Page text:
The innovative solutions of today solve the challenges of tomorrow
Dedicated to lead the packaging industry forward through innovation in sustainability, automation and digital technologies.
Through innovation, we have founded several revolutionary products that are changing the packaging industry around the world. Products which contribute to the accelerating advancement of a circular economy. Which is undoubtedly one of the important goals of Audion.
But it doesn’t end at our products. Through significant investments and dedicated sustainability resources, we have not only taken account of our environmental impact but also implemented measures to minimize it.
Doing our Part
Environmental and social responsibility will be important success factors for Audion going forward. We are therefore putting sustainability at the heart of our corporate strategy. Being the third generation, we know how important it is to leave a world behind us that feels, tastes and works better than how we found it.
Some of our more specific goals are outlined below:
- Reduce our overall waste footprint
- Reducing Energy Consumption
- Greenhouse Gas Intensity Reductions
- Net-Zero Operations
- Employees and society
Sustainability in packaging machines and material design
The best way to use as few raw materials as possible is to produce components and products of extremely high quality. We therefore believe that a more sustainable world starts at the design stage. By working together with our suppliers and combining their knowledge of material and production technology, we produce higher quality and more sustainable packaging machines that operate more efficiently and last longer in demanding environments.
Logistics: locally produced packaging
Our products are used in almost every country in the world. These products are transported from our production locations. These logistical movements have an impact but cannot be prevented. We strive to work with logistics partners who pursue to minimise this impact. At the same time, we strive to connect with suppliers from the region and produce in-house whenever possible.
This is not only very important for delivery reliability, as global logistics chains have proven to be vulnerable, but also ensures less use of fossil fuels and CO2 emissions.
The investments in converters that make it possible to produce packaging on rolls from tubular film must contribute to fewer logistical movements. In the future, we aim to produce packaging material on several continents, thus reducing the distance between production location and use location. Ideally, we envision converter packaging being produced at the same location where there is high demand for this packaging, for example e-commerce hubs.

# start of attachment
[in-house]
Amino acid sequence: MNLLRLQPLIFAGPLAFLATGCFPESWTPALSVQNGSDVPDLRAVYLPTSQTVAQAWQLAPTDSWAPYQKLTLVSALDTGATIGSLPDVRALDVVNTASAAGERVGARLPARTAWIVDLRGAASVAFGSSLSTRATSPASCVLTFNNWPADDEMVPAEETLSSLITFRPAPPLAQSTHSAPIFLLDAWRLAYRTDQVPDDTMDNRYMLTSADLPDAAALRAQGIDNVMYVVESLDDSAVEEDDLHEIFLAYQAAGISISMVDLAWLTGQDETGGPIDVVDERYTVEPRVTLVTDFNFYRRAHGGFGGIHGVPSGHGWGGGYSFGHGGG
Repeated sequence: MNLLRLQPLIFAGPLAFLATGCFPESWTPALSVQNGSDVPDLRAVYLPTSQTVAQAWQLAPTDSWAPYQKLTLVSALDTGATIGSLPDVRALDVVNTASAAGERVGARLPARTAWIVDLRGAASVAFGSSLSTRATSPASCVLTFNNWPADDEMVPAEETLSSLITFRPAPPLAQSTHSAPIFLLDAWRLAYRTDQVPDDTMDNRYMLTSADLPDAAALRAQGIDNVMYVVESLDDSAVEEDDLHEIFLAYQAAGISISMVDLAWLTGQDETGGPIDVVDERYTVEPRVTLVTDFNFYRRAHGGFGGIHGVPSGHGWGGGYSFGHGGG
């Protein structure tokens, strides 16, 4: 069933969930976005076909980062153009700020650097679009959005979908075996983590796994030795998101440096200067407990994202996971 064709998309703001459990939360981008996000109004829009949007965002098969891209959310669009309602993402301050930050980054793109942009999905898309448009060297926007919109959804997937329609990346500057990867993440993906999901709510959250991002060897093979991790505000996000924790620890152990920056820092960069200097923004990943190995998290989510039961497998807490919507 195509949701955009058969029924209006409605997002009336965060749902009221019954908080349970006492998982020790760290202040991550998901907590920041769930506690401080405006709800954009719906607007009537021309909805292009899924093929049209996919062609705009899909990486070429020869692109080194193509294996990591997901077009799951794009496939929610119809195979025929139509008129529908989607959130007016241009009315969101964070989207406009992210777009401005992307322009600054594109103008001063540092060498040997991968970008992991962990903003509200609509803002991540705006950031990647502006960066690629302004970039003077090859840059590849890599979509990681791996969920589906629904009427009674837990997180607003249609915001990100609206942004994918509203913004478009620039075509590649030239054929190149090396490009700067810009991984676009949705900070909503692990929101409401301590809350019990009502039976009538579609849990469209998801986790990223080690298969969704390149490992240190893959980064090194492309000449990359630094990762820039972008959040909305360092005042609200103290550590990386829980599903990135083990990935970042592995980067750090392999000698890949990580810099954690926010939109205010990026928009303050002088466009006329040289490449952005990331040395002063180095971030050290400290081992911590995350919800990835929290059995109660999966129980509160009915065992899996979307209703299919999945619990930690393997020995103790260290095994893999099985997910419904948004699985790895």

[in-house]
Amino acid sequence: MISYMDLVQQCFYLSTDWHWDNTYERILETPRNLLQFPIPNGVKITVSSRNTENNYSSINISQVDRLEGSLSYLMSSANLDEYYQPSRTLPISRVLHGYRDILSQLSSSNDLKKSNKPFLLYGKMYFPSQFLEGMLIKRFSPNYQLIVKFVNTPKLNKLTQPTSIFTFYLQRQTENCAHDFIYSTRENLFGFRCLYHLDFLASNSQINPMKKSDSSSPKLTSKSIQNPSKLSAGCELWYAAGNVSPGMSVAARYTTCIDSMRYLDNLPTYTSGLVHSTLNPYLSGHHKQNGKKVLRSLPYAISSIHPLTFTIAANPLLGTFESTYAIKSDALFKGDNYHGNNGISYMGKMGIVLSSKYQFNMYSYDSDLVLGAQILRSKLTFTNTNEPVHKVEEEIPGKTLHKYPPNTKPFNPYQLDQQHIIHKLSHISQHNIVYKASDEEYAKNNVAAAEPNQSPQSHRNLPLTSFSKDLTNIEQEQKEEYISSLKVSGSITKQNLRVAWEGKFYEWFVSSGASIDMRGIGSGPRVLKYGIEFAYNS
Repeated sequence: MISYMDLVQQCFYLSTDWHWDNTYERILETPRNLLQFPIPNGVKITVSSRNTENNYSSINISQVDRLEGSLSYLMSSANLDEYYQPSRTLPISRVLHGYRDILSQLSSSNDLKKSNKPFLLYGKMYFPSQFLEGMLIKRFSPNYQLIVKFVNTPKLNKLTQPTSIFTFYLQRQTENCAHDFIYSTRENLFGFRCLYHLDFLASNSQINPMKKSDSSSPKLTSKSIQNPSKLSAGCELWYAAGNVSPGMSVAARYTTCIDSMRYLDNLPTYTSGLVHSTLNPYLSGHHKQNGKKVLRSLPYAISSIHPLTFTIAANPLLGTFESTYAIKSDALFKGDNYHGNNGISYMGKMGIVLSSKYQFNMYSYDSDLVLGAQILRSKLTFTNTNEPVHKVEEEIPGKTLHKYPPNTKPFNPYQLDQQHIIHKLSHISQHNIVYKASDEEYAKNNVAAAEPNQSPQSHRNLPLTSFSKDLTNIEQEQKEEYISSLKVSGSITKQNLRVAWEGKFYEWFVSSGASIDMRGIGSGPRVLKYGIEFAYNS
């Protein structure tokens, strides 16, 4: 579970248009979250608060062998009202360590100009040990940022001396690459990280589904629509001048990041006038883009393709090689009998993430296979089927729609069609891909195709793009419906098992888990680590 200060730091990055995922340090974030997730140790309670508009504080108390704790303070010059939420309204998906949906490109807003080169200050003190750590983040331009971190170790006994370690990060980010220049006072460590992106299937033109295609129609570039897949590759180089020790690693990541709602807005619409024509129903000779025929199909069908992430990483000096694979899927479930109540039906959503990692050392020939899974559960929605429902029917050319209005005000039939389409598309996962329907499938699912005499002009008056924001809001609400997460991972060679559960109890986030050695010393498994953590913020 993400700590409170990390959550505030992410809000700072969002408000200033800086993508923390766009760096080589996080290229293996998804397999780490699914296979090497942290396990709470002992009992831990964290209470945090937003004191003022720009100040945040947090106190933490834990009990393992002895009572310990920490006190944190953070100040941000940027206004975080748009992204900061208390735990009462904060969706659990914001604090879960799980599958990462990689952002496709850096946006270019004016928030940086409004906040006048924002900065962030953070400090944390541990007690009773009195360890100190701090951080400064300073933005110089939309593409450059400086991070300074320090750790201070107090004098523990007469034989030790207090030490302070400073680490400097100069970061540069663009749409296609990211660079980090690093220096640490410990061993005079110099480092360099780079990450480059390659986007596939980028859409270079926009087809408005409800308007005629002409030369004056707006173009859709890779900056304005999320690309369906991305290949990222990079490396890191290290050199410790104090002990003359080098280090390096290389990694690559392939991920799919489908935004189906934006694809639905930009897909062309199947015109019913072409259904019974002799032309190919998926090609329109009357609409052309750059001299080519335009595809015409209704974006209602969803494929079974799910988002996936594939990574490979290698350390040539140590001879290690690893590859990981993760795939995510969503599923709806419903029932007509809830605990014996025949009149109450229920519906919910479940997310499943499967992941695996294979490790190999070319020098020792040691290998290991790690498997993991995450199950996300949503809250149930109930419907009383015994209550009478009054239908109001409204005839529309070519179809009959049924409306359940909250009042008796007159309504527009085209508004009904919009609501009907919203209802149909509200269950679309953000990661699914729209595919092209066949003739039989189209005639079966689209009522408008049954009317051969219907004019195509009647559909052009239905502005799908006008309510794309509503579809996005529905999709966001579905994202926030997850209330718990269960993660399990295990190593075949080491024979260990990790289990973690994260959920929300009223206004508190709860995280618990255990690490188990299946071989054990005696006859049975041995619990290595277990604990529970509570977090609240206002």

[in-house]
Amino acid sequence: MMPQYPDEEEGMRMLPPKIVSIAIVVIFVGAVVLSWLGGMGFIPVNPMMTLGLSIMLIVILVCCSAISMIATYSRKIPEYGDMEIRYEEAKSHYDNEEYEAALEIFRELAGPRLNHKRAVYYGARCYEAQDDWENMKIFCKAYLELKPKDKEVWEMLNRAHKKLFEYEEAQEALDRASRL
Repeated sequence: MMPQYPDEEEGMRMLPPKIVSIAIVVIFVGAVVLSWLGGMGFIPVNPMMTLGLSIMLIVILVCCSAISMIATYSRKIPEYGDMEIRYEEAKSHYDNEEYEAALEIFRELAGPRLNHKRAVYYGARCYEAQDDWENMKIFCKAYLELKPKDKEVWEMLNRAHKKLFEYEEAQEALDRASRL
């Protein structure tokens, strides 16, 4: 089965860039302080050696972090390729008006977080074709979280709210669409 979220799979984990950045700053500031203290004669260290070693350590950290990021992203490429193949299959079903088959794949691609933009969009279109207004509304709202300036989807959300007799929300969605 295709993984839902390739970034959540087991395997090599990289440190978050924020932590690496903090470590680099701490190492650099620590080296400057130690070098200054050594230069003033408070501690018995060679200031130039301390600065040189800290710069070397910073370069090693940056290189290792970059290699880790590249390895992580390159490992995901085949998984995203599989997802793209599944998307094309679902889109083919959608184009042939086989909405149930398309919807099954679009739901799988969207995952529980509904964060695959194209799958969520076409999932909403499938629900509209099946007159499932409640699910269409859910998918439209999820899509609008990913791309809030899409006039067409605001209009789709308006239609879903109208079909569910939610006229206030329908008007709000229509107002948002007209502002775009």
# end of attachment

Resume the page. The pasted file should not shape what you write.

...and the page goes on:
Reducing the ecological footprint of raw materials
It goes without saying that we use recycled and biodegradable material as much as possible in the production of packaging.
We strive to work with sustainable raw materials in the production of our machines. We want to reduce our ecological footprint and contribute to the transition to a circular economy. Therefore, we already take the life cycle into account in the design phase. The developments from ownership to use (product-as-a-service) will soon give us the opportunity to further embed circularity in our business operations. We will then know better how our machines are used (intensity), where they are located and we will be able to service them for a longer operational life. More data on the use and location of Audion Packaging Machines will also enable us to refurbish and reinstall them at existing and new customers.
Paper Bags Vs Plastic Bags
Paper bags, with their biodegradable materials and recyclable disposal, are often considered to be the environmentally-friendly choice when compared with their plastic counterparts. In fact, this is a common misconception; overall paper bags are more harmful to the environment than plastic ones.
Production of paper bags requires significantly more resources than plastic bags. Paper bags require roughly 4 times more water than the manufacture of plastic, and produce 3.1 times more greenhouse gases.
Additionally, plastic bags are created from polyethylene, which originates as a by-product of refining natural gases. This material would otherwise be burned off and discarded with no positive use. This is in strong contrast to paper bags, which require large quantities of paper, the source of which originates from forest clearing.
Sustainability is the ability to reuse a bag as many times as possible before it needs to be disposed of. Paper bags tend to fall behind their plastic competitors in this regard, as they are not waterproof and can tear easily under moderate weight. Those paper bags that are designed to stand up under more weight represent a much larger usage of paper resources. Conventional plastic bags outperform paper bags in this regard, as they can be stored easily without compromising the bag, store a wider variety of goods successfully, and do not tear as easily under pressure.
Because paper bags are biodegradable, it is easy to assume that they are much easier to recycle than plastic bags, but this is not the case. Paper bags weigh roughly 8 times more than plastic bags, meaning they are significantly harder to transport due to increased volume. For example, transporting 2 million of paper bags to a recycling facility will require 7 times as many trucks as 2 million plastic bags! The emission impact of this difference becomes massive in the long run.
Plastic bags do not suffer from ‘down cycling’, which means they can be reproduced from the same materials indefinitely. Paper has a limited lifespan because its fibrous structure breaks down towards the end of its recyclable lifespan.